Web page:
Often overlooked by the adrenalin-fuelled backpacker on the hunt for a crazy time, South Australia’s unfairly gained reputation as a dull place to visit has left the state being one of the forgotten regions of Australia. Despite briefly flirting with the idea of re-branding itself with a new name (some of the better suggestions floating around included ‘Bradman’ after the famous cricketer and ‘Gillardia’ after the current Prime Minister) South Australia’s natural abundance needs no repackaging – it speaks for itself.
We like to think of South Australia as something of a traveller’s secret, based mostly on the fact that it is so underrated by the vast majority of people who visit Australia. So, to kick off our month long celebration of all things South Australia, we’ve decided to bring you up to speed with the top 10 things to see in the state. In no particular order…
Of all Australia’s state capitals, Adelaide arguably enjoys the most beautiful of settings. Nestled between the majestic Adelaide Hills on one side and the crystal blue waters of the Gulf St Vincent on the other, few cities can match Adelaide for picturesque natural beauty. It is also fast becoming the culinary capital of Australia with a huge number of wonderful restaurants, wine bars and gastro pubs. Lying between some of the country’s best vineyards and pristine natural coastline full of fresh seafood, the level of produce on offer is up there with the best to be found anywhere in the country.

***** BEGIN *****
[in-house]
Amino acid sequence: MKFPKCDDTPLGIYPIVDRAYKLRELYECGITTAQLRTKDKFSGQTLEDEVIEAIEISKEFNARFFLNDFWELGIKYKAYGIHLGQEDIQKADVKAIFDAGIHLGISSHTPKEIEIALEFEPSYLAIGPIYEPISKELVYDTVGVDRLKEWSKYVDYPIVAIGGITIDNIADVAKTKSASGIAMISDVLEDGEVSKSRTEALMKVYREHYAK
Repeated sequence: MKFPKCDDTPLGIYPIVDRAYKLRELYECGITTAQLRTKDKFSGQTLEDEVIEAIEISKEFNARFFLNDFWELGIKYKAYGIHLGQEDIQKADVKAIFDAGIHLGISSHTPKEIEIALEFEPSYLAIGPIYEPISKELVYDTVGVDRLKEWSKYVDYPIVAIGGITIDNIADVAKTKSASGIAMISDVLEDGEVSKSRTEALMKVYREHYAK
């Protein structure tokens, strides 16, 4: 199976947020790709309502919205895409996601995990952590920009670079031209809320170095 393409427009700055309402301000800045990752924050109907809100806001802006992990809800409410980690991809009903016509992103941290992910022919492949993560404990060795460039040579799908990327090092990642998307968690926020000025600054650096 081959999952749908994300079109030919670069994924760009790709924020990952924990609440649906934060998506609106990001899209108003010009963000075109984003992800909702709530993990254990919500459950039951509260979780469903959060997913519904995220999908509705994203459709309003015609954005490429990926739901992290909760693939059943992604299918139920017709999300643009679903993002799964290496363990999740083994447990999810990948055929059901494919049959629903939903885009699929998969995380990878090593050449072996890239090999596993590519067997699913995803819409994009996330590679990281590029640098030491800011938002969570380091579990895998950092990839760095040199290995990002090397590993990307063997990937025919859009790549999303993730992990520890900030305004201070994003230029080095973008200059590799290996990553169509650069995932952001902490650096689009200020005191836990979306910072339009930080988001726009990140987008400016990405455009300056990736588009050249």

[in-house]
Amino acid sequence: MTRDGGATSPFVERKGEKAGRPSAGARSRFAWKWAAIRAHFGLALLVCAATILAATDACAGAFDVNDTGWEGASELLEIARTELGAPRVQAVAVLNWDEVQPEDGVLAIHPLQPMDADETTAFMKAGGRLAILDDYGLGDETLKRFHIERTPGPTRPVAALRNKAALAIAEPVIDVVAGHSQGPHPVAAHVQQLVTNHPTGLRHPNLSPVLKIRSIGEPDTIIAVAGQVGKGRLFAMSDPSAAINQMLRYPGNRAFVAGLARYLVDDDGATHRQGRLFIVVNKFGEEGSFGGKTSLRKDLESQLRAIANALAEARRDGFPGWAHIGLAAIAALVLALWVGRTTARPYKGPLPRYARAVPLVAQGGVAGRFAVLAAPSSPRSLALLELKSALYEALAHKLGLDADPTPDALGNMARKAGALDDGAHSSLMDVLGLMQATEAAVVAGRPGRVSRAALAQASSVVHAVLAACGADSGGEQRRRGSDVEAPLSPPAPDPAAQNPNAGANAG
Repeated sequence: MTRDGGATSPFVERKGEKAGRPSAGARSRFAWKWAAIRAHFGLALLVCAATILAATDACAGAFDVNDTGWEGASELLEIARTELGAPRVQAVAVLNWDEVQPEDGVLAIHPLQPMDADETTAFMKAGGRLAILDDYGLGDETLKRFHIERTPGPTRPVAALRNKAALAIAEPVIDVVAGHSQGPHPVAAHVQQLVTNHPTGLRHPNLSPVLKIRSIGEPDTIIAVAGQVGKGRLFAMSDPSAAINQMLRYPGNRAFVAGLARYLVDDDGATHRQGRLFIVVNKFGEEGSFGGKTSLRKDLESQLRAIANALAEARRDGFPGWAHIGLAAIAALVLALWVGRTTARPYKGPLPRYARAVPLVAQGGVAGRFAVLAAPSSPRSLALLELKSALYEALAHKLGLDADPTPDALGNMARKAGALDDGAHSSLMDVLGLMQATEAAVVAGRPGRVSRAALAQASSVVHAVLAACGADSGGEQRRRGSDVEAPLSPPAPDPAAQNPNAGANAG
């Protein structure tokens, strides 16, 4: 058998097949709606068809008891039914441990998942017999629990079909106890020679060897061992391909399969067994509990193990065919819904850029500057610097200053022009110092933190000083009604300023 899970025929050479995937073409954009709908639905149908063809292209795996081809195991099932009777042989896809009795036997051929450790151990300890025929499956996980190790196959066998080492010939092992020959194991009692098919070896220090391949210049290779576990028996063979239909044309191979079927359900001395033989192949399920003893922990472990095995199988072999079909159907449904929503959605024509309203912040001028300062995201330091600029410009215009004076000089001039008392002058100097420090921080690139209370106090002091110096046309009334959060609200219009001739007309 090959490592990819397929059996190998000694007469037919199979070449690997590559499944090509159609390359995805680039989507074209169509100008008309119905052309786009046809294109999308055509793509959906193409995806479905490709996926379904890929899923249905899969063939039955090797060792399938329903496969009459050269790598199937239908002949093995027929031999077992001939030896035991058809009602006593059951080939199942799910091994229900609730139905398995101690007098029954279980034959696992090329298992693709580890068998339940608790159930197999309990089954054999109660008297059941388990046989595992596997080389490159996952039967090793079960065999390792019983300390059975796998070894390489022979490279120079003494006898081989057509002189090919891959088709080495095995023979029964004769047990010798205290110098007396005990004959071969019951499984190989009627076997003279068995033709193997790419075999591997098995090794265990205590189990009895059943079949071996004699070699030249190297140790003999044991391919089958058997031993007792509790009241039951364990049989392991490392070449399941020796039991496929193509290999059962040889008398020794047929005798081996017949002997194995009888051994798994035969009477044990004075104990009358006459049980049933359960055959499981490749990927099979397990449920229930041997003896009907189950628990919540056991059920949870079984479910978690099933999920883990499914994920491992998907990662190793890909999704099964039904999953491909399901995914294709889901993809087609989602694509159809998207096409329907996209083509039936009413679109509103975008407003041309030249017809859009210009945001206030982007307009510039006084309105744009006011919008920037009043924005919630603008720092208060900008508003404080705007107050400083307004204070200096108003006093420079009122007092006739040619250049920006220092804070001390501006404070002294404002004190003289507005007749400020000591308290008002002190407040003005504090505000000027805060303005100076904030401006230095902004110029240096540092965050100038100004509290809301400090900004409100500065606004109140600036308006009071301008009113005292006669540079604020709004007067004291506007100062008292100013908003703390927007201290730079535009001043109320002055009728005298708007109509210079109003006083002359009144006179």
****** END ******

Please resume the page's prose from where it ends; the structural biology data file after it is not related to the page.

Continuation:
Did you know? Adelaide has been voted the most livable city in Australia on two occasions (and by extension one of the most livable cities in the world) in 2011 and 2012.
South Australia is known colloquially around Australia as the ‘Festival State’ and the Adelaide Fringe Festival is one of the biggest in the country. In the last three years, the Fringe has expanded more than 60 per cent, drawing in 1.5 million visitors to Adelaide in 2012. The Fringe’s huge success lies in its openness – both in terms of its acts as well as its venues, which are spread throughout Adelaide’s CBD. The state also offers internationally renowned food and wine festivals such as the Gourmet Traveller, the international music festival WOMAdelaide and the Santos Tour Down Under, a festival of international cycling which also doubles as part of the competitive world tour, and has a huge attendance.
Did you know? The Fringe Festival in Adelaide started all the way back in 1960 and featured less than ten performing acts.
The wine regions